Before high-resolution displays, NASA scientists frequently used large chalkboards to convey idea and / or solve equations. Whats' even more significant is the U.S public's perception of the Soviet lead in putting the first man in space. This motivated President John F. Kennedy to ask the Congress on May 25, 1961 to commit the federal government to a program to land a man on the Moon by the end of the 1960s, which effectively launched the Apollo program. Click here to view the first image in this week's geek life gallery. Continue reading for a viral video showing why you should never mess around with a $70,000 video camera.
Just when you thought amusement park rides couldn't get any crazier, this attraction from 1919 surfaces. Devised by two New York inventors, the electromagnetic cannon shoots a bullet-like shell onto a large cushion of water, and upon striking the lagoon, it's guided back to the starting point by a link-belt. Special electric cars carry the "rockets" back to the station, thence around to the gun breech, where a hydraulic plunger loads the carrier into the gun. Click here to view the first image in this week's art of trolling gallery. Continue reading for a viral video of someone who fell asleep with Tesla's Autopilot turned on.
For $1998 back in October, 1994, you could have purchased a Packard Bell 486DX2/50MHz computer system with 720MB hard drive, 4MB of RAM, 2x CD-ROM drive, 16-bit stereo sound card, Canon Bubble Jet printer, and a 14-inch Super VGA monitor. If you didn't already know, Best Buy was founded by Richard M. Schulze and Gary Smoliak in 1966 as an audio specialty store. In 1983, it was renamed and rebranded with more emphasis placed on consumer electronics. Continue reading to see the rest of this circular - SNES and SEGA Genesis included.
The first camera-equipped smartphone was released in 2000, yet a video has surfaced of an alleged time traveler with one at a 1995 Mike Tyson boxing match against Peter McNeeley. While some may say it's a Casio QV-10 or Logitech Fotoman, the lens and flash placement just do not match up. "I dunno if it's a time traveler or not, but no one can explain what camera it is; a QV-100 doesn't have a silver bit on the right, and this camera doesn't seem to have a black line under the lens," said one commentator. Continue reading for a hands-on video of one of the purported cameras.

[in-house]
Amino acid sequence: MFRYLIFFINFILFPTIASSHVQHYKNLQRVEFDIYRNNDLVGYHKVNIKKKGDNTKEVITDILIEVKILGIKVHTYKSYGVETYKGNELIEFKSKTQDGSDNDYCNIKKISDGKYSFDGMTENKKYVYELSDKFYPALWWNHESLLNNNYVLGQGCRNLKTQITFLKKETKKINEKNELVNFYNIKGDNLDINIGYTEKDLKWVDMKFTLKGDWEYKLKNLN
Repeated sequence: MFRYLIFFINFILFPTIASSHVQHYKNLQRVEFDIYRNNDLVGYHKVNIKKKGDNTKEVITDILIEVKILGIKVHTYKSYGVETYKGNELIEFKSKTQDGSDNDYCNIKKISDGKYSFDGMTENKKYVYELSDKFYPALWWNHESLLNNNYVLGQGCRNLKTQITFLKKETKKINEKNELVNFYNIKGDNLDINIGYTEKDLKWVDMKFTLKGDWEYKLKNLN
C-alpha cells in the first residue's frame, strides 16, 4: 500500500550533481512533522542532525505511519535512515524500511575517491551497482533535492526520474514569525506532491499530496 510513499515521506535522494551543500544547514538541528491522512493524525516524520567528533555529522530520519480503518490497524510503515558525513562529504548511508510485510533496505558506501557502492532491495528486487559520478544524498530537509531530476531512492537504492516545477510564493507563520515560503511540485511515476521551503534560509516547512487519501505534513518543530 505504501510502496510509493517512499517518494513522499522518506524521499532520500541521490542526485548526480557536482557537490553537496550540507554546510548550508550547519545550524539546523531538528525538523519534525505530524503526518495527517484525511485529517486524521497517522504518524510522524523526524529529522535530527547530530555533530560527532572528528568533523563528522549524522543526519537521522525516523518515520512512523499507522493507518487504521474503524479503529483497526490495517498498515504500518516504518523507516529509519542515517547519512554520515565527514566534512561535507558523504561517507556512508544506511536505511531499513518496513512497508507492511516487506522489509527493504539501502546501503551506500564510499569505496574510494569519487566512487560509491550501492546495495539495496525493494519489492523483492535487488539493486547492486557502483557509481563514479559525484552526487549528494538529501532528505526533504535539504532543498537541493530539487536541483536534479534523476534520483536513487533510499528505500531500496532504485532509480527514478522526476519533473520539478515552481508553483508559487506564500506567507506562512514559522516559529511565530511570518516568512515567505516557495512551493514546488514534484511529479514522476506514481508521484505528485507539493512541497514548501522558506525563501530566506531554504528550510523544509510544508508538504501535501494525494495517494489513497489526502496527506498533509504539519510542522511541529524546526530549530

Lotec is basically a German sports car manufacturer that was founded in 1962 by Kurt Lotterschmid. In 1983, they began to create aftermarket aerodynamic and performance parts for Mercedes-Benz cars. Fast forward to 2004, and the Lotec Sirius was introduced, powered by a Pagani Zonda C12S-sourced, twin-turbocharged V12. The company claims that the car will produce 1000hp, or up to 1200hp when tuned. Continue reading for a video of its incredible engine and more information.
The Lamborghini Countach is a legendary supercar in its own right, but for those who prefer extreme vehicles, this amphibious version should do the trick. It's registered in England as a Ryan Rover V8 Sports, and sits atop a multi tube semi-space frame, with a composite body molded from a Countach 5000QV. Other specifications include: fully adjustable AVO gas coil-overs with push-rod suspension, vented discs brakes, and a leather dash. Continue reading for more interesting images from around the web.
The Nintendo M82 was a essentially a demon unit for stores that allowed customers to try several games before purchasing them. Officially called the "M82 Game Selectable Working Product Display," it could hold 12 game cartridges, and can be selected by pressing buttons next to the desired title. The play time could also be set: 30-seconds, 3-minutes, 6-minutes or 128 minutes. Continue reading for more fascinating historical photos.
The Eiffel Tower is a wrought iron lattice tower, constructed in 1889 as the entrance to the 1889 World's Fairon, on the Champ de Mars in Paris, France. It's named after the engineer Gustave Eiffel, whose company designed and built the tower. During its construction, the Eiffel Tower surpassed the Washington Monument to become the tallest man-made structure in the world, a title it held for 41 years until the Chrysler Building in New York City was built in 1930. The image you see above is from 1888 during its construction. Continue reading for more amazing colorized vintage photos.
H/T: PetaPixel | Photo credit: Geoffrey Berliner / Penumbra Foundation
Before fancy DSLRs, sports photographers used the Graflex "Big Bertha" to capture action shots at events. This massive 120-pound camera snapped 5 x 7 photos, and were quite the hassle to transport. "These old Graflexes have limited shutter speeds because the tension springs are tired with age. I was able to shoot at 650/sec at f8. The lens has a focal length of 1000mm," said photographery Geoffrey Berliner. Continue reading for more pictures, including a test shot, and additional information.
What if we could see the past in full vibrant color, like it should be viewed. Well, thanks to artists like Marina Amaral, we're able to see many historical photographs like never before. She combines her interest in history, with Photoshop, to create these incredible recreations. "When we look at the photo in color, we can easily have the feeling that we are living that moment again," said Amaral. Continue reading to see more.